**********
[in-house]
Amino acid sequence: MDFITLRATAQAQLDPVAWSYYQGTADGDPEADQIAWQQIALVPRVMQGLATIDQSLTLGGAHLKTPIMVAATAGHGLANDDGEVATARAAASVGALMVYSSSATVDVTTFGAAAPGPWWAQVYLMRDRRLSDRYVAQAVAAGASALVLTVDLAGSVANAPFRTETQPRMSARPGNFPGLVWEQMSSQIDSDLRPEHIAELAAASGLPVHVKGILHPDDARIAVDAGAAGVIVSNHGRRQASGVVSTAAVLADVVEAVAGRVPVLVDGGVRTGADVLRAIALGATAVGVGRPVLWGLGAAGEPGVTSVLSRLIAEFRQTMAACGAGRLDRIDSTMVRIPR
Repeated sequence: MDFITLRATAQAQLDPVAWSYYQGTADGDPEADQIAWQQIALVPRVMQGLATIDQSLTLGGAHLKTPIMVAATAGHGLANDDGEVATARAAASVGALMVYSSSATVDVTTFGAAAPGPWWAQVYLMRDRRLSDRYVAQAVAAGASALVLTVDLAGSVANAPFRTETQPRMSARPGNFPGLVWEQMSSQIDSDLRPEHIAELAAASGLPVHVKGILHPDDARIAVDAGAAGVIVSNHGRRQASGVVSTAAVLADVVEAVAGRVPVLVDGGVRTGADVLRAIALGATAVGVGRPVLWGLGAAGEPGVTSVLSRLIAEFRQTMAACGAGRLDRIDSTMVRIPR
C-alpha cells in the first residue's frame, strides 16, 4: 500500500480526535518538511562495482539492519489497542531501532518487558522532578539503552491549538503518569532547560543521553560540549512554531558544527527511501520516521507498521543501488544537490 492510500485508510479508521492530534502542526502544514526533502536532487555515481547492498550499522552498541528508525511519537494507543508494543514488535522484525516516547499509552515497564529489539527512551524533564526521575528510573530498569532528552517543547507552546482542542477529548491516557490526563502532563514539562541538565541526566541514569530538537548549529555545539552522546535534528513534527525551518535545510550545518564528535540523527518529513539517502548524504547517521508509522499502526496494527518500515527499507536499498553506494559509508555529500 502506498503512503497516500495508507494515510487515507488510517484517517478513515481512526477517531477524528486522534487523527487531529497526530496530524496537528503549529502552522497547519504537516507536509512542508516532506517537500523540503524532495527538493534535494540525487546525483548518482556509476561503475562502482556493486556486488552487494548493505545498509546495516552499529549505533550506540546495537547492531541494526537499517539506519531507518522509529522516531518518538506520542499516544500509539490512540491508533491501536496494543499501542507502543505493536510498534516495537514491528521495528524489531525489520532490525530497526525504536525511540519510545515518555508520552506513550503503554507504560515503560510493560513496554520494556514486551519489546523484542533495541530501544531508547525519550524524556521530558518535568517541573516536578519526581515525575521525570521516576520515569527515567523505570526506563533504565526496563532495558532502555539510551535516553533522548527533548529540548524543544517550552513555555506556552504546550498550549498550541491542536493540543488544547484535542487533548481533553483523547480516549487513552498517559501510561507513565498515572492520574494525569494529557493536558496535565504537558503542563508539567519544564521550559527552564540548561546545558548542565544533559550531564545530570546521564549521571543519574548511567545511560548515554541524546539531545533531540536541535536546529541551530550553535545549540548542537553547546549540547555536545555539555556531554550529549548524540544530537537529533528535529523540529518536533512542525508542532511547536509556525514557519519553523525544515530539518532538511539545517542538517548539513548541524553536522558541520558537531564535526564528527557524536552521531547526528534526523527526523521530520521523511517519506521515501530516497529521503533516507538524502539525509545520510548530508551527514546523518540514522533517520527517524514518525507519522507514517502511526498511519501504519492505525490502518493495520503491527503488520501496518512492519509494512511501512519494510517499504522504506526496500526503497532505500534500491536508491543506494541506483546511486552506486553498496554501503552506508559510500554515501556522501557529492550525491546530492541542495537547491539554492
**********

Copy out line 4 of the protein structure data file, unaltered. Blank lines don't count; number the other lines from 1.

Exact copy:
C-alpha cells in the first residue's frame, strides 16, 4: 500500500480526535518538511562495482539492519489497542531501532518487558522532578539503552491549538503518569532547560543521553560540549512554531558544527527511501520516521507498521543501488544537490 492510500485508510479508521492530534502542526502544514526533502536532487555515481547492498550499522552498541528508525511519537494507543508494543514488535522484525516516547499509552515497564529489539527512551524533564526521575528510573530498569532528552517543547507552546482542542477529548491516557490526563502532563514539562541538565541526566541514569530538537548549529555545539552522546535534528513534527525551518535545510550545518564528535540523527518529513539517502548524504547517521508509522499502526496494527518500515527499507536499498553506494559509508555529500 502506498503512503497516500495508507494515510487515507488510517484517517478513515481512526477517531477524528486522534487523527487531529497526530496530524496537528503549529502552522497547519504537516507536509512542508516532506517537500523540503524532495527538493534535494540525487546525483548518482556509476561503475562502482556493486556486488552487494548493505545498509546495516552499529549505533550506540546495537547492531541494526537499517539506519531507518522509529522516531518518538506520542499516544500509539490512540491508533491501536496494543499501542507502543505493536510498534516495537514491528521495528524489531525489520532490525530497526525504536525511540519510545515518555508520552506513550503503554507504560515503560510493560513496554520494556514486551519489546523484542533495541530501544531508547525519550524524556521530558518535568517541573516536578519526581515525575521525570521516576520515569527515567523505570526506563533504565526496563532495558532502555539510551535516553533522548527533548529540548524543544517550552513555555506556552504546550498550549498550541491542536493540543488544547484535542487533548481533553483523547480516549487513552498517559501510561507513565498515572492520574494525569494529557493536558496535565504537558503542563508539567519544564521550559527552564540548561546545558548542565544533559550531564545530570546521564549521571543519574548511567545511560548515554541524546539531545533531540536541535536546529541551530550553535545549540548542537553547546549540547555536545555539555556531554550529549548524540544530537537529533528535529523540529518536533512542525508542532511547536509556525514557519519553523525544515530539518532538511539545517542538517548539513548541524553536522558541520558537531564535526564528527557524536552521531547526528534526523527526523521530520521523511517519506521515501530516497529521503533516507538524502539525509545520510548530508551527514546523518540514522533517520527517524514518525507519522507514517502511526498511519501504519492505525490502518493495520503491527503488520501496518512492519509494512511501512519494510517499504522504506526496500526503497532505500534500491536508491543506494541506483546511486552506486553498496554501503552506508559510500554515501556522501557529492550525491546530492541542495537547491539554492